‘Ife’: Nigeria’s First Lesbian Movie Producers Risk Jail Ahead Of Online Release
Pamela Adie and Uyaiedu Ikpe-Etim, two filmmakers, could be jailed if they go ahead with their planned release of ‘Ife’, Nigeria’s first lesbian movie.
The National Film and Video Censors Board (NFVCB) had vehemently refused to approve the movie for distribution, explaining that its content violates the country’s extant law on homosexuality.
Homosexuality is prohibited by law in Nigeria and offenders could bag 14-year sentence if convicted.
But amid the opposition, Adie had last month said the controversial project will be released this year via an online demand.
It is understood that the movie will be screened privately in Lagos by the end of the month, while its international premiere is scheduled for October in Canada.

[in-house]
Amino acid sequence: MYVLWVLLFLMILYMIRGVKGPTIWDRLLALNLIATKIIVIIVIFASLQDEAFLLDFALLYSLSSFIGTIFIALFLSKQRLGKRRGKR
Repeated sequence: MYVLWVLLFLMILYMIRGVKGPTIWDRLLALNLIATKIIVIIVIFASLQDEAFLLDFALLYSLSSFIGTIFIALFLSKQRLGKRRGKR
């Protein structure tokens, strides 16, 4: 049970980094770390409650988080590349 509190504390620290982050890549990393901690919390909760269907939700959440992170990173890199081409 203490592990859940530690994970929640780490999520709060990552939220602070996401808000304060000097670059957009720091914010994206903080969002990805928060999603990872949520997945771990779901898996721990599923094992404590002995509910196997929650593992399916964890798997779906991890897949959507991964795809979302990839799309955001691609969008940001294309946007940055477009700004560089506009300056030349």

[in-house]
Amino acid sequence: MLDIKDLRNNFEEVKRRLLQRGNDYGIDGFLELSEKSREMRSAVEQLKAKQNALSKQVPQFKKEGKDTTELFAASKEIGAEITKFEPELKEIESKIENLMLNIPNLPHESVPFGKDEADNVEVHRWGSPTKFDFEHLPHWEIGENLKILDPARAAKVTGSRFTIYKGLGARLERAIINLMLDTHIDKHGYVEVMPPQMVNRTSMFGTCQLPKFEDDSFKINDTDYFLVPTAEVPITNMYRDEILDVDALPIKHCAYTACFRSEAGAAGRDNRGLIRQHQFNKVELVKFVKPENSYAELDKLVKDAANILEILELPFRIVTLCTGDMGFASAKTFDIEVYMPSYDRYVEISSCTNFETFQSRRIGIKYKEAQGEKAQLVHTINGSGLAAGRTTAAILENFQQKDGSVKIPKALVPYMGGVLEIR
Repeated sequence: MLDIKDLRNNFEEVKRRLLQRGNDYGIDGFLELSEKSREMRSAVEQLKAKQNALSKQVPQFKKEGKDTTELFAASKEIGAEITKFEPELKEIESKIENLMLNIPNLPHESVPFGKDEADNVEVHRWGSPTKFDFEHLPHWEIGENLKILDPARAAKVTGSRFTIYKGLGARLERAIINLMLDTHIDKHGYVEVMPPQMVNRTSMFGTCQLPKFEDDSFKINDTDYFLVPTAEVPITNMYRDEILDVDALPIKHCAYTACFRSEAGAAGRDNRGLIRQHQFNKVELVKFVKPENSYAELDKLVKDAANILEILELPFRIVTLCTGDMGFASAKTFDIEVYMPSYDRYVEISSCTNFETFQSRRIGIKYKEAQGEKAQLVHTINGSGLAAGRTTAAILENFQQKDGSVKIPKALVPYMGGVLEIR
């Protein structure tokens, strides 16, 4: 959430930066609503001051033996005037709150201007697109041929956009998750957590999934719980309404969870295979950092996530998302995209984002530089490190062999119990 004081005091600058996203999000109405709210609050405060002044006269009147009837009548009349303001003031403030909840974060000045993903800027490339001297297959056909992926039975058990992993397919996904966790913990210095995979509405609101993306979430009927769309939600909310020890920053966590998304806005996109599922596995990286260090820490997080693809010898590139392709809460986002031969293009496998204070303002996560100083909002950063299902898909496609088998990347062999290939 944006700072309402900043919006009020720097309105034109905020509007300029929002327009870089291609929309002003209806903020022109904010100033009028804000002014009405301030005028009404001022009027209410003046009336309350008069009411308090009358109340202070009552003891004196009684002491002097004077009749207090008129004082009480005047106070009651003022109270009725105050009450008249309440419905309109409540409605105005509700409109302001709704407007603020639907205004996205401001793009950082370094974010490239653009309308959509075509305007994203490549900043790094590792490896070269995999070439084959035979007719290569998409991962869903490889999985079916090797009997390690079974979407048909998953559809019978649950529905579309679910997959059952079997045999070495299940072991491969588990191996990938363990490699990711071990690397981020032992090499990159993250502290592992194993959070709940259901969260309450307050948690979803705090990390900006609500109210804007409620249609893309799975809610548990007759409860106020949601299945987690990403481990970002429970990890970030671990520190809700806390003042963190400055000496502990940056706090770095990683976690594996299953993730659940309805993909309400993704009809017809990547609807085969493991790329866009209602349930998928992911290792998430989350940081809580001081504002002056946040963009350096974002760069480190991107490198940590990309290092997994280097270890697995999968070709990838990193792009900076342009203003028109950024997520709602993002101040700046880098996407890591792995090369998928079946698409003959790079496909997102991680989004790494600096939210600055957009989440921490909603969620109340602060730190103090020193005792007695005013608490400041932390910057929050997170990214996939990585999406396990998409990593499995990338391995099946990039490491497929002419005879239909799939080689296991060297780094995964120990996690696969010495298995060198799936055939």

But in a chat with BBC, Adebayo Thomas, NFVCB director, said the board will prosecute the film’s producers if they eventually release the movie without the board’s approval.
“There’s a standing law that prohibits homosexuality, either in practice or in a movie or even in a theatre or on stage. If it’s content from Nigeria, it has to be censored,” he said
Thomas argued that the board has the right to censor the movie, regardless of the platform it is released, “as long as it’s Nigerian content and it’s telling a Nigerian story.”
“If it did not pass through NFVCB and it is released, the filmmakers will be prosecuted according to the law,” he added.
The NFVCB boss also vowed to pull down the film if eventually released, noting that the board had already partnered with several online platforms including Google and YouTube.
“As long as it’s Nigerian content, we will pull it down because we have collaborations with Google, YouTube and other key players,” he said.
The producers, however, seemed determined to release the project despite objection from the NFVCB.
Adie insisted that the film would help tell stories of LGBT women in Nigeria.
“You rarely see stories about LGBT people, especially about queer women that speak to the realities of our lives. ‘Ife’ was made to bridge the gap and to get the conversation going in Nigeria,” she said.